Also I introduce the puppy to the adults separately. Dh helps. Before I had a Dh, I borrowed a friend that the Big Kids really liked. While I was introducing, Dh is walking the kids around the park and playing with them, so they're having a good time and not thinking too much about what I'm doing with the other pack member. One at a time. Then we all either walk or drive home. Puppy goes into her crate, in a room where the adults can't bother her, and takes a nap. Later, they'll meet up again in the yard. Then, in the house, I keep them separated with baby gates and crates. (I don't give my pups free run of the house for a long time, so this just works into my scheme anyhow. But the last thing I want is pup to get into the adult's face when we're all in the house, kind of squashed for space, and they're still getting to know each other. I give them several days to get to know each other before I let them "press the flesh" in the house.)

Of course, you know to always reinforce pack structure. Baby eats last, goes in and out of doors last, etc. Try not to carry the pup too much (elevating physically means elevating in status). That will help your existing pack accept her as the lesser member and be kinder to her.

And, finally, while it's so much easier to combine all the kids for all activities, I find it's better for overall peace if I separate them for some things. Everyone gets their own exercise and training sessions at least several times a week -- no one else. Even the big kids get one-on-one time. Puppies tend to suck up a lot of energy. My big kids love it when it's just him or her and me (or Dh). So we try to either take classes (even if they're repeats of classes we've already taken), walks, trips to the park, drives, etc. One of my trainers calls it "Mommy and Me" time, until the pup isn't so demanding and everyone can be managed as a cohesive pack again anyhow.

Yep, it's a LOT more work. But it really does seem to pay off.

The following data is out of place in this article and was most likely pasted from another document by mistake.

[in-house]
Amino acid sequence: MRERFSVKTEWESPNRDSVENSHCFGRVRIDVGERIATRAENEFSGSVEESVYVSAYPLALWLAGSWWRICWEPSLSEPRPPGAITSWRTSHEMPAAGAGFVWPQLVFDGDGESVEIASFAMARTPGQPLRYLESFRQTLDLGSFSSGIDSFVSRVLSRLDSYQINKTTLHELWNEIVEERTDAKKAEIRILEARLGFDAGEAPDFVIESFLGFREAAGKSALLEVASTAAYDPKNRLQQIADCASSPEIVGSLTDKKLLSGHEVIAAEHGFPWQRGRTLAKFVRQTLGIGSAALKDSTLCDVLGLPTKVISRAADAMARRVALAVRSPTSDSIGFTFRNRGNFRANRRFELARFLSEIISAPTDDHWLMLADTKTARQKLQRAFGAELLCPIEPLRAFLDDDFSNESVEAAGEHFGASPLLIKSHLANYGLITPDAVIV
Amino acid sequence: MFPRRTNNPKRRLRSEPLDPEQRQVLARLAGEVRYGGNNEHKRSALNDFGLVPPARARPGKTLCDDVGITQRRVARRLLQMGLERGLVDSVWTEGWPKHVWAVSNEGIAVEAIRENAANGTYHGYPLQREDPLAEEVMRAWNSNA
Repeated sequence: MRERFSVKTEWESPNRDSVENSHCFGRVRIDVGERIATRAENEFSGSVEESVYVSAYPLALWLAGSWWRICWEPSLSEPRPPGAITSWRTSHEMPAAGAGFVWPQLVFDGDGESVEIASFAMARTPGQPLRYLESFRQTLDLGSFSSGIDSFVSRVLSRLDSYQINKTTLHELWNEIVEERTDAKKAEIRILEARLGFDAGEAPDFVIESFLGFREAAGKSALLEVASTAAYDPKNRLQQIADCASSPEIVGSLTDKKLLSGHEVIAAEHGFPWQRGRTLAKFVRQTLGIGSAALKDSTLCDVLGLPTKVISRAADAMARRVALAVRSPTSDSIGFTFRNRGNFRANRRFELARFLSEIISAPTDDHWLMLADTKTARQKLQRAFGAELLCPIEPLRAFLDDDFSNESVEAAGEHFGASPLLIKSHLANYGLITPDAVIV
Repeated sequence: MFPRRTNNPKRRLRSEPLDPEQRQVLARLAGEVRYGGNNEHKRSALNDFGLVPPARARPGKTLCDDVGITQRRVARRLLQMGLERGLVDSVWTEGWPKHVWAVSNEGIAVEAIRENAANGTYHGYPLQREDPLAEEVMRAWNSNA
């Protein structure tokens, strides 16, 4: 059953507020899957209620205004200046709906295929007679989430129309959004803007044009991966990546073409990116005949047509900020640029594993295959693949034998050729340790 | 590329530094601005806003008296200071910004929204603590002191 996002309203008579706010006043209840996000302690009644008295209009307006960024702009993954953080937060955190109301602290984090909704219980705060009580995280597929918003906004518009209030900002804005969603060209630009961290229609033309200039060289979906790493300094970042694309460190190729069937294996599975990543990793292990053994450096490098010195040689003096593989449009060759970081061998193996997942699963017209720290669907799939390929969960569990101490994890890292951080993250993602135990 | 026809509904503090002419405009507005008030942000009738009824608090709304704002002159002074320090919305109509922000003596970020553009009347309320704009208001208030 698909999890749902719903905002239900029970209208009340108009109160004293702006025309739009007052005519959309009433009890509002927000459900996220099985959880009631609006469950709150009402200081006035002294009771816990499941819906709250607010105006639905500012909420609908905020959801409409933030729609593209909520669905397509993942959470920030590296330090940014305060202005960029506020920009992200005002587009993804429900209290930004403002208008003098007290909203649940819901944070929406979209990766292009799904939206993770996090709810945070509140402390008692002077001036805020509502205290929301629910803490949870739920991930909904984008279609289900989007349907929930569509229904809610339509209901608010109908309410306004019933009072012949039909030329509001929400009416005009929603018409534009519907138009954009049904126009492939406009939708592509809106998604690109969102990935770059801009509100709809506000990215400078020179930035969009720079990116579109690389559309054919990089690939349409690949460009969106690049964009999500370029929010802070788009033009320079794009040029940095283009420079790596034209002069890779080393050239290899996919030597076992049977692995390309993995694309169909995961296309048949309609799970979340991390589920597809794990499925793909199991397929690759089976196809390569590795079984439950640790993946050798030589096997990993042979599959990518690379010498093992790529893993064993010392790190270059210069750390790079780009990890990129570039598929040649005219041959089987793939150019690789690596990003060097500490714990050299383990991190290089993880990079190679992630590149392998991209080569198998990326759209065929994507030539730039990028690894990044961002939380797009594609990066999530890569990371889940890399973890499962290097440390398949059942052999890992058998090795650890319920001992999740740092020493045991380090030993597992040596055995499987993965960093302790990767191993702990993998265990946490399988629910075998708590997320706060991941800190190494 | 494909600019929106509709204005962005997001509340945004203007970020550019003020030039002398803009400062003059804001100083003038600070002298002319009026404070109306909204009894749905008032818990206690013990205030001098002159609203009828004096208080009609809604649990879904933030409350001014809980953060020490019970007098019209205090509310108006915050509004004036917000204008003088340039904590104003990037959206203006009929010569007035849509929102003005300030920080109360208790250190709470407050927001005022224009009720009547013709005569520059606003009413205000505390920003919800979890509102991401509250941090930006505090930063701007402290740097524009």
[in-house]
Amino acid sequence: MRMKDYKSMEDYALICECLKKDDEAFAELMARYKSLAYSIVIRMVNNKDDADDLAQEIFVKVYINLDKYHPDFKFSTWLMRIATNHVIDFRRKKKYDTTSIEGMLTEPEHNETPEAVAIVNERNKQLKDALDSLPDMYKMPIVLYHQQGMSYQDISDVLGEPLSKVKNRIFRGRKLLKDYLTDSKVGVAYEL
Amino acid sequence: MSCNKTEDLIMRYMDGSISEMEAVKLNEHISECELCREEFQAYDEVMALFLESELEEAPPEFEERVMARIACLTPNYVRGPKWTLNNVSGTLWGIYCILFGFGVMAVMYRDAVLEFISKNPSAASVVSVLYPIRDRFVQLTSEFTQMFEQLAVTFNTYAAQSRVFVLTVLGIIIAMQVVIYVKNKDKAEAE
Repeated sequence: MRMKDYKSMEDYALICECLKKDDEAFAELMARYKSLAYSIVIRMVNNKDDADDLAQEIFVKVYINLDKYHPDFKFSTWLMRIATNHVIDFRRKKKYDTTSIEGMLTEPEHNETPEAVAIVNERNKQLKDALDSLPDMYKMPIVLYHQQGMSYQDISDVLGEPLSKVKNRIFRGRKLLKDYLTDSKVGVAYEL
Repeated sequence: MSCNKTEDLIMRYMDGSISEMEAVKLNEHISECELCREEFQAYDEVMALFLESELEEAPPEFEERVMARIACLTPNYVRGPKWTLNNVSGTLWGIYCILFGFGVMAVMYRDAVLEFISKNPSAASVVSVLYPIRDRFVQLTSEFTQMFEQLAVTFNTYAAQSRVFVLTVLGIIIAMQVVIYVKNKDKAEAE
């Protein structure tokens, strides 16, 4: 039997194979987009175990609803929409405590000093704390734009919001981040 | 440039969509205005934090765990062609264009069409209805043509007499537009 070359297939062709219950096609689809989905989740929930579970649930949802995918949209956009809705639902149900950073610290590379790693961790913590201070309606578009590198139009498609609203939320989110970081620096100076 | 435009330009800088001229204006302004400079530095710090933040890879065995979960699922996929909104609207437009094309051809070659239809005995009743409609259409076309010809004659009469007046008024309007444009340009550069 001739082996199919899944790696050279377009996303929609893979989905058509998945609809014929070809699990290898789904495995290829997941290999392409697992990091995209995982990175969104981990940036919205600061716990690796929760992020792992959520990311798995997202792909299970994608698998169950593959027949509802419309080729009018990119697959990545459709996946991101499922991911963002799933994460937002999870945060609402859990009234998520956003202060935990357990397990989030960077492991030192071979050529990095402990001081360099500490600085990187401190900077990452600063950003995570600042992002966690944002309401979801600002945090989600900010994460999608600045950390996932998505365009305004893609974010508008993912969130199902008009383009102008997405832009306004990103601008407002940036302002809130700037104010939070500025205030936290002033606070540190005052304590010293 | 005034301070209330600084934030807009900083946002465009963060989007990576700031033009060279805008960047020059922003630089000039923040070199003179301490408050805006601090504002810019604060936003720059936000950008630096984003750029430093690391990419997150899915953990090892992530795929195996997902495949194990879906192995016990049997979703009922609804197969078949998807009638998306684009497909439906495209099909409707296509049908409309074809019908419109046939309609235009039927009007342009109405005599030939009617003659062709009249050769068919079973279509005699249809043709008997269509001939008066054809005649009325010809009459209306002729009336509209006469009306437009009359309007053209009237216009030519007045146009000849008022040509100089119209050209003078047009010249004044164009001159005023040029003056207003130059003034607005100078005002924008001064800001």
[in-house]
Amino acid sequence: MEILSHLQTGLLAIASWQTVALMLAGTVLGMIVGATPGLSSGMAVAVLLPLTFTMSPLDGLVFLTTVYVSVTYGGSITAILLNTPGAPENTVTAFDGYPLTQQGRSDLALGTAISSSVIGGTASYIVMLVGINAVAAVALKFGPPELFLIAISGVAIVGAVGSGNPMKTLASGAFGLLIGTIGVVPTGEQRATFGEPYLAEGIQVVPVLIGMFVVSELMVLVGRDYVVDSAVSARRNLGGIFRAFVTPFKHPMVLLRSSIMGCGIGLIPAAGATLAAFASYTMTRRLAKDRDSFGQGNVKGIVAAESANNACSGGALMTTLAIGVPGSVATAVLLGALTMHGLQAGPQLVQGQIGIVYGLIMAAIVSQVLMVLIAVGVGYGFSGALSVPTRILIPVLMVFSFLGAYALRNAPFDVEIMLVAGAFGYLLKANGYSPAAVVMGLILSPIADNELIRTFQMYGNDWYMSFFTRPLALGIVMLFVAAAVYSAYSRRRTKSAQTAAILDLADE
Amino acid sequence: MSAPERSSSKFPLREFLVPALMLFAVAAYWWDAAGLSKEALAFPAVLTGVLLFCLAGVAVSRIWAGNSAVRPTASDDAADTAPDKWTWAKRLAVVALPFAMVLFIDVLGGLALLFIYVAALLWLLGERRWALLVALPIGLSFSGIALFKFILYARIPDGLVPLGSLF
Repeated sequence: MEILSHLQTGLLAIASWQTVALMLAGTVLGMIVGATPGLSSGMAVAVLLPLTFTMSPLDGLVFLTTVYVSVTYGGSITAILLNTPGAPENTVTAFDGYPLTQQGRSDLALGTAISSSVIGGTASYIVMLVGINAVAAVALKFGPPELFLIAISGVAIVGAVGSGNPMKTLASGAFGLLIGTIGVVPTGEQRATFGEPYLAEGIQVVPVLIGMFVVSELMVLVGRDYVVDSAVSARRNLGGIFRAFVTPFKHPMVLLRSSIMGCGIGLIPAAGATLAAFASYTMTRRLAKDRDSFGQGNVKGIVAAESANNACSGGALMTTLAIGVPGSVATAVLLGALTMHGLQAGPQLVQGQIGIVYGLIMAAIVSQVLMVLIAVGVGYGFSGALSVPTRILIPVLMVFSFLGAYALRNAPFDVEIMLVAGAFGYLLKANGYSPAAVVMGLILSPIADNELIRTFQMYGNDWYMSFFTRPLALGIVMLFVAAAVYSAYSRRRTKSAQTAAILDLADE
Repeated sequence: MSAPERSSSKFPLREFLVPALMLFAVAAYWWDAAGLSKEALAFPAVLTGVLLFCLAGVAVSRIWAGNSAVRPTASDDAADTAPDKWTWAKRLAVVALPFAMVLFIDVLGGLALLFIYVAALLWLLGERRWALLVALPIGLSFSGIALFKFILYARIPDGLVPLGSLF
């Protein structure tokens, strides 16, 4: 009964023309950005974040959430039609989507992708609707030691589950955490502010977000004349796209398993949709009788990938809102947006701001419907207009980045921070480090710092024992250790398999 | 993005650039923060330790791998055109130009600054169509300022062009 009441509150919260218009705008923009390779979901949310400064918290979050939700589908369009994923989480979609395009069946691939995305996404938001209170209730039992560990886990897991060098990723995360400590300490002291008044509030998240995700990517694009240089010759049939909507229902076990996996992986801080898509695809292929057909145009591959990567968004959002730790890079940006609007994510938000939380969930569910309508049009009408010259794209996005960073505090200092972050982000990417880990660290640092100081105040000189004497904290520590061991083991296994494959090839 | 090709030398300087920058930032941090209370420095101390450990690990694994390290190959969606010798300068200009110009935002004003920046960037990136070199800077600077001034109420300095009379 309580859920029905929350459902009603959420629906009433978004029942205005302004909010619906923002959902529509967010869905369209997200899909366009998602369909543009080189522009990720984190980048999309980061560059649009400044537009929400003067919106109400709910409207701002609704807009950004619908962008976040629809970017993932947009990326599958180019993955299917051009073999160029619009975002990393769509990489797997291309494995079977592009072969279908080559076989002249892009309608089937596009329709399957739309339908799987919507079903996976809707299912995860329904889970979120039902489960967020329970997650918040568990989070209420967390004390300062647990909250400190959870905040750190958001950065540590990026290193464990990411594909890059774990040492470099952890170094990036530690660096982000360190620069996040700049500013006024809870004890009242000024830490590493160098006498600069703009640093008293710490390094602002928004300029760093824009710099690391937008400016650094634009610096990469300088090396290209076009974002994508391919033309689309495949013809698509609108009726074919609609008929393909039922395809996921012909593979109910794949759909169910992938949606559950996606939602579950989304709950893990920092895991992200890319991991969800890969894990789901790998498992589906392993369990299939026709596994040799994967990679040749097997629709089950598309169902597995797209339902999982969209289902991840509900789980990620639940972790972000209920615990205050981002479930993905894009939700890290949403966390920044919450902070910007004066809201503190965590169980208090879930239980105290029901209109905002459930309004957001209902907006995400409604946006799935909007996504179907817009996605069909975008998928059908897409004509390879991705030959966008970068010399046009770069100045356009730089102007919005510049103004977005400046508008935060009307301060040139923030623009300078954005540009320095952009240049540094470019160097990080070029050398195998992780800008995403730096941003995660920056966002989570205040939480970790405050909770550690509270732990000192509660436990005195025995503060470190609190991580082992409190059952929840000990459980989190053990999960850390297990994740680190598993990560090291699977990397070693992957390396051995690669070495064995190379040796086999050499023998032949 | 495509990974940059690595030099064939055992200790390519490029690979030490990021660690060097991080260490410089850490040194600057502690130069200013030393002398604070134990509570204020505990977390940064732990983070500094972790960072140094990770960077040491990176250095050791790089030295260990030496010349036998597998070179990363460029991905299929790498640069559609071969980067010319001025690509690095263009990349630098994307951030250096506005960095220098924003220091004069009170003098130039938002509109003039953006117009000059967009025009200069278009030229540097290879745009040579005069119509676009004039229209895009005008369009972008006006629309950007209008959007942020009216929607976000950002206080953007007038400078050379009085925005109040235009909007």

Congrats on your new pup. Boxers are cool.
 

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Discussion Starter #6
Thanks! I'm going to go ahead and print that... very helpful.

Thanks for the blanket suggestion! I think I have an idea of how to work that in
 

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Wear the smae t-shirt to bed every night for the next week. Then package it up and mail it to the breeder. Ask her to put it in with the puppies for a week or so and then mail it back. It will have your scent AND the new pups. Let Freyja have a good whiff.

Most adults dog are more tolerant of puppies. They seem to know it's a puppy and doesn't have manners yet.

If Freyja is leash reactive I would have the puppy on leash and her loose the first time they meet.
 

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Does the breeder have a website? I LOVE Boxers. Can't wait to see pictures and hear all about him.
 

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Re: Introducing new puppy to established bratty GS

Wow! Nice dogs. When do we get to see pictures?
 

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Discussion Starter #12
Re: Introducing new puppy to established bratty GS

Puppies are not even 2 weeks old. 6 weeks to go! There are a couple of pics of the litter in the "News" section/blog, where the litter announcement was made.